After sub-prime comes ‘old prime’ crisis
Reverse mortgages sold to retired people threaten a new bubble
As if lending to under-qualified borrowers hadn't caused enough damage already to the global financial system, mortgage companies have expanded into a new area of lending that could prove equally unstable.
US watchdogs yesterday highlighted the growing dangers of so-called 'reverse mortages' sold to retired people looking to unlock cash from the value of their homes. In the US, the loans are available only to borrowers aged 62 and over and are aggressively marketed by brokers looking to collect fees. The loan is repaid, with compound interest, when the borrower dies or moves.
With the Tory party proposing to put the age of retirement up to 66 from 2016, increasing economic pressure on retired people is becoming cause for concern on both sides of the Atlantic.
According to the US National Consumer Law Center, reverse mortgage loans are being sold to America's grannies with many of the same techniques and abuses that drove unqualified borrowers to take on sub-prime mortgages with onerous interest payments.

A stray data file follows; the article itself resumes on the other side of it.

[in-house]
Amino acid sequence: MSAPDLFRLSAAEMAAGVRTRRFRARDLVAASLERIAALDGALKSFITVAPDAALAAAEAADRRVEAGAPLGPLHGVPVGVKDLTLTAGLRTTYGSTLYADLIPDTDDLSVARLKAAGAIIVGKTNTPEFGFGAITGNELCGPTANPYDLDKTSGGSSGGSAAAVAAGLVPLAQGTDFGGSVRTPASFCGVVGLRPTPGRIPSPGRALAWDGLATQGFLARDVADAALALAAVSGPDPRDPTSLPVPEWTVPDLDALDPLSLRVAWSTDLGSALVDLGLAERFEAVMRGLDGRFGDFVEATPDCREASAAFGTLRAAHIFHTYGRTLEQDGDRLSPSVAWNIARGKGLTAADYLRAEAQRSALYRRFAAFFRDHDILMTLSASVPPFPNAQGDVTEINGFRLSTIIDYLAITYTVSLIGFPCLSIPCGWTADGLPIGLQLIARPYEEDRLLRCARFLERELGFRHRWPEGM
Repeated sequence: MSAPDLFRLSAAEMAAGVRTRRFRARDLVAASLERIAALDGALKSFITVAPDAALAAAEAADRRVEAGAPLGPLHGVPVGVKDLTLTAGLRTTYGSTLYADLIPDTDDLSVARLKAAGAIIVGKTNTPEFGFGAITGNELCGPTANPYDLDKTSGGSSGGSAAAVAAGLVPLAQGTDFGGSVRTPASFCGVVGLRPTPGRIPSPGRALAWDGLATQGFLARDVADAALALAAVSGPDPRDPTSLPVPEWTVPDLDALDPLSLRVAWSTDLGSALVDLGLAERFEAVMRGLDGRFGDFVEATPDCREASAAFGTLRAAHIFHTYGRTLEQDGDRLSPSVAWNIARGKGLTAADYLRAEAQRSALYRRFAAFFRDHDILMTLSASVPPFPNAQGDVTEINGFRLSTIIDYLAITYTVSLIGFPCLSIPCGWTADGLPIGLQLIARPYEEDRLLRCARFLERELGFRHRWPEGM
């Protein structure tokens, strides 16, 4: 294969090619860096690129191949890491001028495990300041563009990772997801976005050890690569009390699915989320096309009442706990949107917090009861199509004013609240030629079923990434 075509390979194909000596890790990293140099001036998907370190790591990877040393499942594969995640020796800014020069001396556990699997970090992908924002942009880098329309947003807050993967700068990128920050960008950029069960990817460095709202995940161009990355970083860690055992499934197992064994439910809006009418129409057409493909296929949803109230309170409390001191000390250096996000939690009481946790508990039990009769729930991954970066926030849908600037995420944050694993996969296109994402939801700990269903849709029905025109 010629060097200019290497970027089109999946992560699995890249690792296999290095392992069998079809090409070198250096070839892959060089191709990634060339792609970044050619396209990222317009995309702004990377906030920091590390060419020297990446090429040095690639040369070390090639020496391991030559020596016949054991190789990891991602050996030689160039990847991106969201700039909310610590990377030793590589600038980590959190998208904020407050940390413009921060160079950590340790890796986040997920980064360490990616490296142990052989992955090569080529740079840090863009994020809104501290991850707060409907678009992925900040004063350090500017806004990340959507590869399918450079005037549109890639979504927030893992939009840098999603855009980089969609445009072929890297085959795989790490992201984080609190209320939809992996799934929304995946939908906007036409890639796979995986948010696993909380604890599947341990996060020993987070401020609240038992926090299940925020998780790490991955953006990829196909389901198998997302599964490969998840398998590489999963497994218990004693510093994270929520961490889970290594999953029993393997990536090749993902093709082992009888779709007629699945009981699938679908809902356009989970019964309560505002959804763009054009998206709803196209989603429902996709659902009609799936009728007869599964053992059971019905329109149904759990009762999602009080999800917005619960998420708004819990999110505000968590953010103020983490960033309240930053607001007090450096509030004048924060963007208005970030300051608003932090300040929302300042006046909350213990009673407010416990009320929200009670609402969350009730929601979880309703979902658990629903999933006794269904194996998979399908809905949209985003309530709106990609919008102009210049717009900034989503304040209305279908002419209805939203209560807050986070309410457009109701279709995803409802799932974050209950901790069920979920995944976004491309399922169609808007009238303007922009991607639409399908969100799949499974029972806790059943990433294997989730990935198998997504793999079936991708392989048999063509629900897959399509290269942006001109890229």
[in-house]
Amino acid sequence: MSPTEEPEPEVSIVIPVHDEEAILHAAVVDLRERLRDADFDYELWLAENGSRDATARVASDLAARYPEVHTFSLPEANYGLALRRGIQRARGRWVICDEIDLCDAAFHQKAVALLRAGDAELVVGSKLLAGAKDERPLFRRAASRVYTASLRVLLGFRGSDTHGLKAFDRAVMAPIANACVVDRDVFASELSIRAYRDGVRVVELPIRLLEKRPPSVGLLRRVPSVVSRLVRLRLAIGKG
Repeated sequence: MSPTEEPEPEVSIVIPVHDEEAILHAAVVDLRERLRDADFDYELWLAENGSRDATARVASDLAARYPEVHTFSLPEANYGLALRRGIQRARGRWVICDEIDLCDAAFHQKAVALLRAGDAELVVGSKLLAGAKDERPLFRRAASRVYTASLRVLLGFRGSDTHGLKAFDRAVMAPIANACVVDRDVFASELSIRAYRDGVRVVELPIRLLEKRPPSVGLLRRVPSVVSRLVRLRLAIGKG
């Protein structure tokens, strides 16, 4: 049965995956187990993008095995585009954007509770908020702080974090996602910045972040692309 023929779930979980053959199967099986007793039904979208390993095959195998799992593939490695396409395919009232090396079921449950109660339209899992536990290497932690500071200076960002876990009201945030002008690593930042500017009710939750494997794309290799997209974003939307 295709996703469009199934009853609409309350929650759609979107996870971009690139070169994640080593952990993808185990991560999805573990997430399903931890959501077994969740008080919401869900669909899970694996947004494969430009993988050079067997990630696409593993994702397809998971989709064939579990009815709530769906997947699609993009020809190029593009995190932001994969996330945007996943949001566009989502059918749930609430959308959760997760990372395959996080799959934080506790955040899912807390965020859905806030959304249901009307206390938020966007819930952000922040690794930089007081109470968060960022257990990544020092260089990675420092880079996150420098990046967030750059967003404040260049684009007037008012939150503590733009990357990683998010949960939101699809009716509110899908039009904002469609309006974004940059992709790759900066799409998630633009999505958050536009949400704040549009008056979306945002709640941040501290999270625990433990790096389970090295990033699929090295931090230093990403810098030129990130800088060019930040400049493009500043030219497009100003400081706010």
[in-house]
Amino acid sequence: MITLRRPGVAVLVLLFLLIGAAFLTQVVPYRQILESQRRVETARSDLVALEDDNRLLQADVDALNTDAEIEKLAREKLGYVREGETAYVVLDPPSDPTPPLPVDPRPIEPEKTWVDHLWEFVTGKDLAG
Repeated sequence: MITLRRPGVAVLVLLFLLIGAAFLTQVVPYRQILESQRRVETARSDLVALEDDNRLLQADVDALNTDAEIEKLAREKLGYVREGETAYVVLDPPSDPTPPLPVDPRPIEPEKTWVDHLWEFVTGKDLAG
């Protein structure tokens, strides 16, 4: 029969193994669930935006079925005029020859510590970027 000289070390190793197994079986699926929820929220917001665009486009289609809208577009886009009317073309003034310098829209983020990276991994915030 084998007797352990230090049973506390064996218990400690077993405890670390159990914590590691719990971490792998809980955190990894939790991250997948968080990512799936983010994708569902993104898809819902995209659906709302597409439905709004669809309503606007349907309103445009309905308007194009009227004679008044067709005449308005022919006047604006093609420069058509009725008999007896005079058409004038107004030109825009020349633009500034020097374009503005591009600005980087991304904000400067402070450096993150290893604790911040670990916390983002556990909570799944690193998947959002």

Authorities fear a similar bubble could be inflating. "It's a scary mix because you have a financial instrument that's complicated, combined with aggressive marketing to the most vulnerable in our society," Senator Claire McCaskill of Missouri said yesterday.
The system, critics charge, is open to abuse. Some lenders are deceptively marketing them as "government benefits" or promote them as a way for pensioners to enjoy the high life now and essentially burn through assets that may be needed later - or passed on to their children.
Regulators say they've seen an increase in reverse mortgage fraud in which speculators buy cheap, dilapidated property only to sell them on to pensioners willing to take out loans at inflated valuations. Since the loans are insured by the government, taxpayers could end up with the bill if the sale price doesn't cover principle.
The FBI's mortgage fraud unit says it is looking at cases involving "hundreds of properties".
Despite being an expensive way to borrow - reverse mortgages are called "rising debt" loans because the interest is added to the principle which then accrues further interest - the loans are increasingly attractive to pensioners who have seen their savings hit.
In one instance in San Jose, California, a pensioner found she owed $601,000 even though she'd only received about $120,000 - roughly what the house was worth. Despite the dangers, American pensioners are looking to spend now, worry later - or leave such worries to beyond the grave. A total of 112,000 reverse mortgages were sold in 2008, up from 43,082 in 2005. This year, the figure could reach 180,000.
Once all the money has been spent on cruises and winter holidays, America's newest generation of problem borrowers may also be its eldest. ·
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